Twelve Stories and a Dream HTML version

Miss Winchelsea's Heart
Miss Winchelsea was going to Rome. The matter had filled her mind for a month or
more, and had overflowed so abundantly into her conversation that quite a number of
people who were not going to Rome, and who were not likely to go to Rome, had made it
a personal grievance against her. Some indeed had attempted quite unavailingly to
convince her that Rome was not nearly such a desirable place as it was reported to be,
and others had gone so far as to suggest behind her back that she was dreadfully "stuck
up" about "that Rome of hers." And little Lily Hardhurst had told her friend Mr. Binns
that so far as she was concerned Miss Winchelsea might "go to her old Rome and stop
there; SHE (Miss Lily Hardhurst) wouldn't grieve." And the way in which Miss
Winchelsea put herself upon terms of personal tenderness with Horace and Benvenuto
Cellini and Raphael and Shelley and Keats--if she had been Shelley's widow she could
not have professed a keener interest in his grave--was a matter of universal astonishment.
Her dress was a triumph of tactful discretion, sensible, but not too "touristy"--Miss
Winchelsea, had a great dread of being "touristy"-- and her Baedeker was carried in a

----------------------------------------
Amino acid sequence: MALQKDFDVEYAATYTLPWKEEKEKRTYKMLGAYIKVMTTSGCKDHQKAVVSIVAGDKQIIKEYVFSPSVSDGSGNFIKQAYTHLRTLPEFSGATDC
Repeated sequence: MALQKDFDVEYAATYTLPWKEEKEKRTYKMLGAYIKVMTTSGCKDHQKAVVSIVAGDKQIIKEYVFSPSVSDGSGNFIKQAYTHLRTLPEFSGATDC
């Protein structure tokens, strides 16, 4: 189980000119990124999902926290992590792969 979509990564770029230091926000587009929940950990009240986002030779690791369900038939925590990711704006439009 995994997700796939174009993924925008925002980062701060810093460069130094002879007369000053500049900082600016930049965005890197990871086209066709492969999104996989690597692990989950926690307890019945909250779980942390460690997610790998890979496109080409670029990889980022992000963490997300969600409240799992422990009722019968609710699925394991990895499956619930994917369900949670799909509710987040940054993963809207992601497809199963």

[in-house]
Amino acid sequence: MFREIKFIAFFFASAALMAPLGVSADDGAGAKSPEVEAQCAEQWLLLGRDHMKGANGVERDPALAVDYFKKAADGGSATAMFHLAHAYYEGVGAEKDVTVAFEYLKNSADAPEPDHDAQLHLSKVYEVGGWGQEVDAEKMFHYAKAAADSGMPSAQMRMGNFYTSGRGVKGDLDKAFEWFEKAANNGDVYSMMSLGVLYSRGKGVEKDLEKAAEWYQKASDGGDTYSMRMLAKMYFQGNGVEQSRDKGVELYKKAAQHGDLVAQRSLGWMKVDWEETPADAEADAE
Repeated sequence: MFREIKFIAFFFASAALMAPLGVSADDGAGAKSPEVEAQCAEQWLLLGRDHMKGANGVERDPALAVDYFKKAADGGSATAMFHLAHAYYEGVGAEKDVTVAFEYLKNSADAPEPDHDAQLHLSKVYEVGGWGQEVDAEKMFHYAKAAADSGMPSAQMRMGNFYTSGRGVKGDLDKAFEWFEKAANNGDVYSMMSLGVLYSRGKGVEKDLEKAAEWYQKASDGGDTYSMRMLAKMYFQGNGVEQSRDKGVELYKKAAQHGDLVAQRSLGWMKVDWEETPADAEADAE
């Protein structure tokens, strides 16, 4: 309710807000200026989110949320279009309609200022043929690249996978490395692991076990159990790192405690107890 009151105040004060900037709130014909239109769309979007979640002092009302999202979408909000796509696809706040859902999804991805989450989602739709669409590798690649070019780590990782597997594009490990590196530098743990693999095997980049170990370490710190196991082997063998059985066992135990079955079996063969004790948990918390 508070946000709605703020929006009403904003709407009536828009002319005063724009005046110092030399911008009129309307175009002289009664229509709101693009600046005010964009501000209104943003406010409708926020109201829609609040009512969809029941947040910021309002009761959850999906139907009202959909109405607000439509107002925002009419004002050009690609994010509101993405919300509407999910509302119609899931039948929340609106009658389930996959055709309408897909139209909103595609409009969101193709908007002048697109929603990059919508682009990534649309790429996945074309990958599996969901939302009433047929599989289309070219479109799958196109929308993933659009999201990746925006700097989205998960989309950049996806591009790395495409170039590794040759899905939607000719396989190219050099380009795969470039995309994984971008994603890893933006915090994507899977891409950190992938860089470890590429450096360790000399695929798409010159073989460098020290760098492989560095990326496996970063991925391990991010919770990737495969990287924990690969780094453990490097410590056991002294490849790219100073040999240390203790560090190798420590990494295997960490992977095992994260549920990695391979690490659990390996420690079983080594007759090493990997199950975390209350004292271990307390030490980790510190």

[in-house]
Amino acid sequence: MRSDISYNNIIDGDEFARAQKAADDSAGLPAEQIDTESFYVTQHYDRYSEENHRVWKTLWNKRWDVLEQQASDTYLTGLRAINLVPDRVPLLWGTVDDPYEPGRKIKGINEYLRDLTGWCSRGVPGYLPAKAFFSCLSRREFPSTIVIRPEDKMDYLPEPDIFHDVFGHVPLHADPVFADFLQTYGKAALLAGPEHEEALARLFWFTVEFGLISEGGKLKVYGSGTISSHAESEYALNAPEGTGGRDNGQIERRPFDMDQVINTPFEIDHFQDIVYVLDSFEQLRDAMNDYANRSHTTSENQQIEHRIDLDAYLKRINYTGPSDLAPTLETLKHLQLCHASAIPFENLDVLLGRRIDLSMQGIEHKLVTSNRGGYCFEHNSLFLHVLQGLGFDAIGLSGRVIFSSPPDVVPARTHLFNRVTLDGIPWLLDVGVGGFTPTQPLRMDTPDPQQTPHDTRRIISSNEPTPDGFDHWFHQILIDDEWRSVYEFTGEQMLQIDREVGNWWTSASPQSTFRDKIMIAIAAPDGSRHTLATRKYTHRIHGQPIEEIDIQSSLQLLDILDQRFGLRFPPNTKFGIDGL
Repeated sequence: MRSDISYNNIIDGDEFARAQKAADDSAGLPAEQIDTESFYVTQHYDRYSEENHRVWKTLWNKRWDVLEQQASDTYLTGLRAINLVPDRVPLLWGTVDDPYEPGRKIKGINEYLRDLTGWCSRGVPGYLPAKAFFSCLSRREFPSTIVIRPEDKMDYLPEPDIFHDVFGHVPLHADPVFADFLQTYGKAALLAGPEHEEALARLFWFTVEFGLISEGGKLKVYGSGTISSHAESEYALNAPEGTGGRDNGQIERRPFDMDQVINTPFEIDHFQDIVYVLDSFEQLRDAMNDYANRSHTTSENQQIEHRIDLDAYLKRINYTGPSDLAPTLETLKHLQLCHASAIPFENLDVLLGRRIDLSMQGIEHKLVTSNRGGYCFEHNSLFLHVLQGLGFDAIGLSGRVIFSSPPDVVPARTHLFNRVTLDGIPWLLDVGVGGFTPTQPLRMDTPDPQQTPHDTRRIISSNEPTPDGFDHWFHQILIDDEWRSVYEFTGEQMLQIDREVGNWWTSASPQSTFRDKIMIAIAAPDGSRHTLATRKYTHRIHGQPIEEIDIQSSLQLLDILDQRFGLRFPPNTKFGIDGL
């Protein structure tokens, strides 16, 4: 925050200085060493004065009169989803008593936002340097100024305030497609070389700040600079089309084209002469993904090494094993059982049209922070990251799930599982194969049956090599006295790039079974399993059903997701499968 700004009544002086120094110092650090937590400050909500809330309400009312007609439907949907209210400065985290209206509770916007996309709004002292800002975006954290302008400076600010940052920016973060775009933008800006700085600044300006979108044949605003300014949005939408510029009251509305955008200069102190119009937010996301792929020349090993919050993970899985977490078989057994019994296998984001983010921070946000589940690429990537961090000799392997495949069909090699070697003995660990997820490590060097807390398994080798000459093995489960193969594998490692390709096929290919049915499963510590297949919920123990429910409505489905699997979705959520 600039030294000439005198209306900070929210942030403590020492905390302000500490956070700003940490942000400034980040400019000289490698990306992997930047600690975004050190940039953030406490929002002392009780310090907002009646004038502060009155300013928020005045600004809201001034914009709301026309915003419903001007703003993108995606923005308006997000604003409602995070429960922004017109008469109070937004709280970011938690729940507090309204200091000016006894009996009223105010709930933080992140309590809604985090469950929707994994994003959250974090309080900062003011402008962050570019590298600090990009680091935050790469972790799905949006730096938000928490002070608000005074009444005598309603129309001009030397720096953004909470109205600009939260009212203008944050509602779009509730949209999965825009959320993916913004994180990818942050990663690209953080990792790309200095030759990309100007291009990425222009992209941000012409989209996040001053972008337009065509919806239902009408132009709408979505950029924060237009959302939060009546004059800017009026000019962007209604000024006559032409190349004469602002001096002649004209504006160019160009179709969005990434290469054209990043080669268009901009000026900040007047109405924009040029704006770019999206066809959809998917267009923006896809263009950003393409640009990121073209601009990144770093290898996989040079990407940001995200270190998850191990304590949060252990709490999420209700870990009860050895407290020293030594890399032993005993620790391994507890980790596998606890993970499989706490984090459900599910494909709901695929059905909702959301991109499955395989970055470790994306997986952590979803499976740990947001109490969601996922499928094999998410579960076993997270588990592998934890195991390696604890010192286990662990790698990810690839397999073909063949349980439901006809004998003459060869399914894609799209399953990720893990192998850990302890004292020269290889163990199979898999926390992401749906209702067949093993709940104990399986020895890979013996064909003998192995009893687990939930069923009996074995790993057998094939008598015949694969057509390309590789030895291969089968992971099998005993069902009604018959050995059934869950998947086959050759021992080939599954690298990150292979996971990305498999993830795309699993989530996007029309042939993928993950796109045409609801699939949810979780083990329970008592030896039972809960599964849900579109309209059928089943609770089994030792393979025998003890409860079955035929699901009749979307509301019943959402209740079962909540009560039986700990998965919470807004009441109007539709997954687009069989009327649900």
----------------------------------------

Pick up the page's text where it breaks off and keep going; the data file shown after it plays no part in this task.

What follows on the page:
cover of grey to hide its glaring red. She made a prim and pleasant little figure on the
Charing Cross platform, in spite of her swelling pride, when at last the great day dawned,
and she could start for Rome. The day was bright, the Channel passage would be
pleasant, and all the omens promised well. There was the gayest sense of adventure in
this unprecedented departure.
She was going with two friends who had been fellow-students with her at the training
college, nice honest girls both, though not so good at history and literature as Miss
Winchelsea. They both looked up to her immensely, though physically they had to look
down, and she anticipated some pleasant times to be spent in "stirring them up" to her
own pitch of aesthetic and historical enthusiasm. They had secured seats already, and
welcomed her effusively at the carriage door. In the instant criticism of the encounter she
noted that Fanny had a slightly "touristy" leather strap, and that Helen had succumbed to
a serge jacket with side pockets, into which her hands were thrust. But they were much
too happy with themselves and the expedition for their friend to attempt any hint at the
moment about these things. As soon as the first ecstasies were over--Fanny's enthusiasm
was a little noisy and crude, and consisted mainly in emphatic repetitions of "Just
FANCY! we're going to Rome, my dear!--Rome!"--they gave their attention to their
fellow-travellers. Helen was anxious to secure a compartment to themselves, and, in
order to discourage intruders, got out and planted herself firmly on the step. Miss
Winchelsea peeped out over her shoulder, and made sly little remarks about the
accumulating people on the platform, at which Fanny laughed gleefully.
They were travelling with one of Mr. Thomas Gunn's parties--fourteen days in Rome for
fourteen pounds. They did not belong to the personally conducted party of course--Miss
Winchelsea had seen to that--but they travelled with it because of the convenience of that
arrangement. The people were the oddest mixture, and wonderfully amusing. There was a
vociferous red-faced polyglot personal conductor in a pepper-and-salt suit, very long in
the arms and legs and very active. He shouted proclamations. When he wanted to speak